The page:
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The following excerpt from July 1903 edition of National Geographic Magazine was also unearthed by Kenneth "Thandar" Fuchs. Ken presents more information on Du Chaillu's African research in the ERBmania Web page:
Featured there is another period map of Africa, researched and created by Bruce "Tangor" Bozarth -- a map which also suggests some of the plot/circumstances found in the Tarzan tales. Also included are annotations of the article by Tangor and summation by Ken Fuchs.

This description appeared in the July 1903 issue of National Geographic Magazine following the death of Paul Belloni Du Chaillu on April 30 of that year.  He was the first European to bring back proof of the existence of gorillas.  In one of his writings, he described a first-hand, face-to-face encounter with a bull gorilla, and here is a real description of the "victory cry of the bull ape" or at least a challenging cry:

[NOTE: The following article appeared in The National Geographic Magazine in the July 1903 issue:  Volume 14, Number 7, pages 282-285.  It was made available by the generosity of Dr. Lew M. Begley of Mesquite, TX, who has one of the largest collections of The National Geographic Magazine in the world.  It was scanned from an original issue of the magazine.  I tried to retain the original formatting and therefore have indicated in italicized brackets the original page breaks  – Kenneth W. Fuchs (Thandar), December 1999]

[page 282]:


PAUL BELLONI DU CHAILLU, who died at St Petersburg April 30, was born in New Orleans July 31, 1835. His birthplace was thus the same city to which Stanley nearly twenty years later drifted as a cabinboy, to be befriended and adopted by the merchant Stanley. Little is known of Du Chaillu's ancestors, except that they were of one of the old French Huguenot families that had settled in Louisiana. His father, a man of considerable means, was engaged in the West African trade and owned a “factory” or trading depot on the Gaboon coast, a few miles north of the Equator. Paul as a boy accompanied his father to Africa and lived for three or four years on the coast. He was a bright, enterprising youngster, who spent most of his time talking with the natives, hearing their stories and learning their dialects and ways of thinking and living. He liked better to listen to the stories of the native traders than to learn the business of his father. It was this personal knowledge of the native which enabled him afterward to travel for thousands of miles in the interior without being obliged to kill a single native.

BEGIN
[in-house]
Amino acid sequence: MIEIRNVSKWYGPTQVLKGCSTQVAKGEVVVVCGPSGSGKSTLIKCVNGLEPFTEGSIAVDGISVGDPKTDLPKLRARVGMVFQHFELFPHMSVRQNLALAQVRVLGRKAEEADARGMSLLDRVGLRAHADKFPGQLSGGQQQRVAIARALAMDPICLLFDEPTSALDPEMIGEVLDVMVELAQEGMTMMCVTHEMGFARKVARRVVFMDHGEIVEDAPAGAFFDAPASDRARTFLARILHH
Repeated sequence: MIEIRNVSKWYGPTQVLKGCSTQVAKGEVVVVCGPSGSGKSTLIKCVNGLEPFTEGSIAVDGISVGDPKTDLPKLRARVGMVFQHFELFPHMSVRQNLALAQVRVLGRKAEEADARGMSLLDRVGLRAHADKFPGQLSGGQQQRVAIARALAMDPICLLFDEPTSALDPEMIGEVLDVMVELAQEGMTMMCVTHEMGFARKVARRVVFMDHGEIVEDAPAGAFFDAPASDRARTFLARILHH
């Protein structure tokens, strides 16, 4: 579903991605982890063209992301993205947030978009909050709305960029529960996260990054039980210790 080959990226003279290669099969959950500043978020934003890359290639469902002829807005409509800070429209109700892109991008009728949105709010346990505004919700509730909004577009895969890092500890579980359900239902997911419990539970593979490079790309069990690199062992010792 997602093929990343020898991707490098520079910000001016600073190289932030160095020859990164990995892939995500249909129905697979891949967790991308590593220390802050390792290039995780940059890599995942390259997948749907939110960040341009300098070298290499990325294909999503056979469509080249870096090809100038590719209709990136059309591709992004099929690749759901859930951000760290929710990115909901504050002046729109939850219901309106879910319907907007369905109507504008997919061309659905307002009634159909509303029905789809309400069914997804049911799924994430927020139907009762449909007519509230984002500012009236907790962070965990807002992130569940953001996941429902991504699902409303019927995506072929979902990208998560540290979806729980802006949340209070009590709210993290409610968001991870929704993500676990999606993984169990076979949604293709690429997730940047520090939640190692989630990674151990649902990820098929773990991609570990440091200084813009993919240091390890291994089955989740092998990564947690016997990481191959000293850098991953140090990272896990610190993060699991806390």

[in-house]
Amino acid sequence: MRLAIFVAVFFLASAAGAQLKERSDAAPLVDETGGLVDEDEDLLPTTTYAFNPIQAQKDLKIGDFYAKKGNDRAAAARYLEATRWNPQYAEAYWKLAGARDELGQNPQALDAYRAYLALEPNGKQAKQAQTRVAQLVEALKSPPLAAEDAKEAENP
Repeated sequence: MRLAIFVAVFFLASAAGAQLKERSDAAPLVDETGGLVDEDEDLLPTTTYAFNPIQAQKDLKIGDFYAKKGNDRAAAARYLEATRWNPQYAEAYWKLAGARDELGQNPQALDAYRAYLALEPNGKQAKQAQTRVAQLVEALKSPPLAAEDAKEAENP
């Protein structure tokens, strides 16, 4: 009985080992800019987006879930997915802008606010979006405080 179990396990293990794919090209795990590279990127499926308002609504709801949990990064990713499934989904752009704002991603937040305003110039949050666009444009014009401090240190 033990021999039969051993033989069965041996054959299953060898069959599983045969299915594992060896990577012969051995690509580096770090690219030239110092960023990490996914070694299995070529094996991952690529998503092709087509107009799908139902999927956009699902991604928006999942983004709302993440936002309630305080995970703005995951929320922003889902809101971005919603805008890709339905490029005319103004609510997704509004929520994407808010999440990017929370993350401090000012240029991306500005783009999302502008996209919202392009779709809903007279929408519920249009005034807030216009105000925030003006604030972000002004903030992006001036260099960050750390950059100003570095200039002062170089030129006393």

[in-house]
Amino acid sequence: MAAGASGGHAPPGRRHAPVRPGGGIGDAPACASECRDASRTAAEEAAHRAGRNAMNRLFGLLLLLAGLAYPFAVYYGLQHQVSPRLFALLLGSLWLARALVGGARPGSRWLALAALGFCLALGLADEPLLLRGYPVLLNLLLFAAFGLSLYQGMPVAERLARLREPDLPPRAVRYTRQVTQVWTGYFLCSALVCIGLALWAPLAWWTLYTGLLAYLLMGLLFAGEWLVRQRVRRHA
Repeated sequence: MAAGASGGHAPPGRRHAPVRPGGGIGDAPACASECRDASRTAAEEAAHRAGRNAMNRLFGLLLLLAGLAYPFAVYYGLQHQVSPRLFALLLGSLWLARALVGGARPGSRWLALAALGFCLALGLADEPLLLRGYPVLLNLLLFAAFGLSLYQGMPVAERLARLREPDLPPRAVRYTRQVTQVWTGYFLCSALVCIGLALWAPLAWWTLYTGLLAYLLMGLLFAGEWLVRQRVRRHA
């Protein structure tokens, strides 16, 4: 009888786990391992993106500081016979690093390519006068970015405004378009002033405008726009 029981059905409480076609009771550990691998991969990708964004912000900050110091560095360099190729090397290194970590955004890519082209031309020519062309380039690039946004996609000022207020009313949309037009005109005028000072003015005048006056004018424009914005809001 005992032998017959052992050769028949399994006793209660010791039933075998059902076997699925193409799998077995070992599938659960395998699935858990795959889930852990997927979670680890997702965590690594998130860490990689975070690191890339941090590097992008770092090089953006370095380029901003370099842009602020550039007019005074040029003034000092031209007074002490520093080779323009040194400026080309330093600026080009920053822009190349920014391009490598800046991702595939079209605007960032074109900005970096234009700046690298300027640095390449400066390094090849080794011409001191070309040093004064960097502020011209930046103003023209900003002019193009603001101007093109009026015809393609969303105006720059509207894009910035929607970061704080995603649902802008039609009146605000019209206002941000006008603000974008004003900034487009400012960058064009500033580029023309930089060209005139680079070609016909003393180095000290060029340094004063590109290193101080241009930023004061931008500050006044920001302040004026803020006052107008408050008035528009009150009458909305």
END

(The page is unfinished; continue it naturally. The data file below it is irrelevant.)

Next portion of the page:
About 1853 his father took him back to the United States, but the wild tales the boy had heard had fascinated him and excited him to find out how much was true of what the seacoast natives said of the cannibals, pygmies, wildmen or gorillas, and other marvels of the Great Forest. No white man had previously penetrated more than a few miles into the interior along this part of the coast.

 In the fall of 1856 he sailed from New York in a three-masted schooner and was landed at Gaboon in December. The following three and one-half years he passed exploring a section of Africa stretching from Gaboon 320 miles inland and 250 miles north and south. On his return to New York in 1859 he wrote the story of his discoveries, which was published by Harper & Brothers in 1861 under the title of “Explorations and Adventures in Equatorial Africa; with Accounts of the Manners and Cus- [p. 283] toms of the People, and of the Chase of the Gorilla, Crocodile, Leopard, Elephant, Hippopotamus, and other Animals. By Paul B. Du Chaillu, with Map and Illustrations. Harper & Bros., 1861.” In his preface he states:

 “I traveled – always on foot, and unaccompanied by other white men – about 8,000 miles. I shot, stuffed, and brought home over 2,000 birds, of which more than 60 are new species, and I killed upwards of 1,000 quadrupeds, of which 200 were stuffed and brought home, with more than 60 hitherto unknown to science. I suffered fifty attacks of the African fever, taking, to cure myself, more than fourteen ounces of quinine. Of famine, long-continued exposures to the heavy tropical rains, and attacks of ferocious ants and venomous flies, it is not worth while to speak.

 “My two most severe and trying tasks were the transportation of my numerous specimens to the seashore and the keeping of a daily journal, both of which involved more painful care than I like even to think of.”

 In the book he told of gorilla, of which he had brought back the first specimens and which he had been the first white man to see and hunt; of the fierce cannibal tribes, the Fans, who filed their teeth to keep them sharp; of the ravages of the Baskouay ants, which marched in dense columns miles in length, and who were marshalled by officers and generals; of hunting elephants with pitfalls; of a new variety of snake, less than four feet long and six and eight inches thick, which lies in the open places in the woods and whose bite is instantaneous death, and of many other equally wonderful sights.